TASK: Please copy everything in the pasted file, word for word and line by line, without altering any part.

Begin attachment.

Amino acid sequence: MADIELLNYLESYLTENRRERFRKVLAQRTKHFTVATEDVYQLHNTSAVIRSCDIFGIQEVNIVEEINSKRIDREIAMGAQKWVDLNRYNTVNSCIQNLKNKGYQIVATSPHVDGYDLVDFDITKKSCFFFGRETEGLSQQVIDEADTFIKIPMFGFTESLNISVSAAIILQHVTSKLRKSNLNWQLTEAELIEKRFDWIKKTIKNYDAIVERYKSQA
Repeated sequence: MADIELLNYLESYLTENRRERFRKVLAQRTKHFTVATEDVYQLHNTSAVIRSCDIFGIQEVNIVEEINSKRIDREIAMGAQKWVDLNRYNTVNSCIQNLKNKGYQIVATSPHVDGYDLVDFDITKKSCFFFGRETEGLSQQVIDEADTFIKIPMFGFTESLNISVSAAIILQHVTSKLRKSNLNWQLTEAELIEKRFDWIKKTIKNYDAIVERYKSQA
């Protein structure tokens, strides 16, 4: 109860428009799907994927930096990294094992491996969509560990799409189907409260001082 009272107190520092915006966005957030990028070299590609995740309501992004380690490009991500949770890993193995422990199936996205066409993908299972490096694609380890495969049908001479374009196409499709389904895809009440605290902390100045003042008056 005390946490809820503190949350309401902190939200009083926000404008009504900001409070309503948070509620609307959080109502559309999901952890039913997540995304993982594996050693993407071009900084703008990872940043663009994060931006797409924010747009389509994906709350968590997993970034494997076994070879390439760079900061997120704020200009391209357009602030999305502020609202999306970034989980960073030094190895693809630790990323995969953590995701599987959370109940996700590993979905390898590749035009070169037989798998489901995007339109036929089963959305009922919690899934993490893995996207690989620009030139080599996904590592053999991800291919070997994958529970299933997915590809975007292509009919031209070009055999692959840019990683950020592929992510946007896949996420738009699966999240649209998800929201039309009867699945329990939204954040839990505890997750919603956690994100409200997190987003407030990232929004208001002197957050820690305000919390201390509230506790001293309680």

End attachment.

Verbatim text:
Amino acid sequence: MADIELLNYLESYLTENRRERFRKVLAQRTKHFTVATEDVYQLHNTSAVIRSCDIFGIQEVNIVEEINSKRIDREIAMGAQKWVDLNRYNTVNSCIQNLKNKGYQIVATSPHVDGYDLVDFDITKKSCFFFGRETEGLSQQVIDEADTFIKIPMFGFTESLNISVSAAIILQHVTSKLRKSNLNWQLTEAELIEKRFDWIKKTIKNYDAIVERYKSQA
Repeated sequence: MADIELLNYLESYLTENRRERFRKVLAQRTKHFTVATEDVYQLHNTSAVIRSCDIFGIQEVNIVEEINSKRIDREIAMGAQKWVDLNRYNTVNSCIQNLKNKGYQIVATSPHVDGYDLVDFDITKKSCFFFGRETEGLSQQVIDEADTFIKIPMFGFTESLNISVSAAIILQHVTSKLRKSNLNWQLTEAELIEKRFDWIKKTIKNYDAIVERYKSQA
């Protein structure tokens, strides 16, 4: 109860428009799907994927930096990294094992491996969509560990799409189907409260001082 009272107190520092915006966005957030990028070299590609995740309501992004380690490009991500949770890993193995422990199936996205066409993908299972490096694609380890495969049908001479374009196409499709389904895809009440605290902390100045003042008056 005390946490809820503190949350309401902190939200009083926000404008009504900001409070309503948070509620609307959080109502559309999901952890039913997540995304993982594996050693993407071009900084703008990872940043663009994060931006797409924010747009389509994906709350968590997993970034494997076994070879390439760079900061997120704020200009391209357009602030999305502020609202999306970034989980960073030094190895693809630790990323995969953590995701599987959370109940996700590993979905390898590749035009070169037989798998489901995007339109036929089963959305009922919690899934993490893995996207690989620009030139080599996904590592053999991800291919070997994958529970299933997915590809975007292509009919031209070009055999692959840019990683950020592929992510946007896949996420738009699966999240649209998800929201039309009867699945329990939204954040839990505890997750919603956690994100409200997190987003407030990232929004208001002197957050820690305000919390201390509230506790001293309680």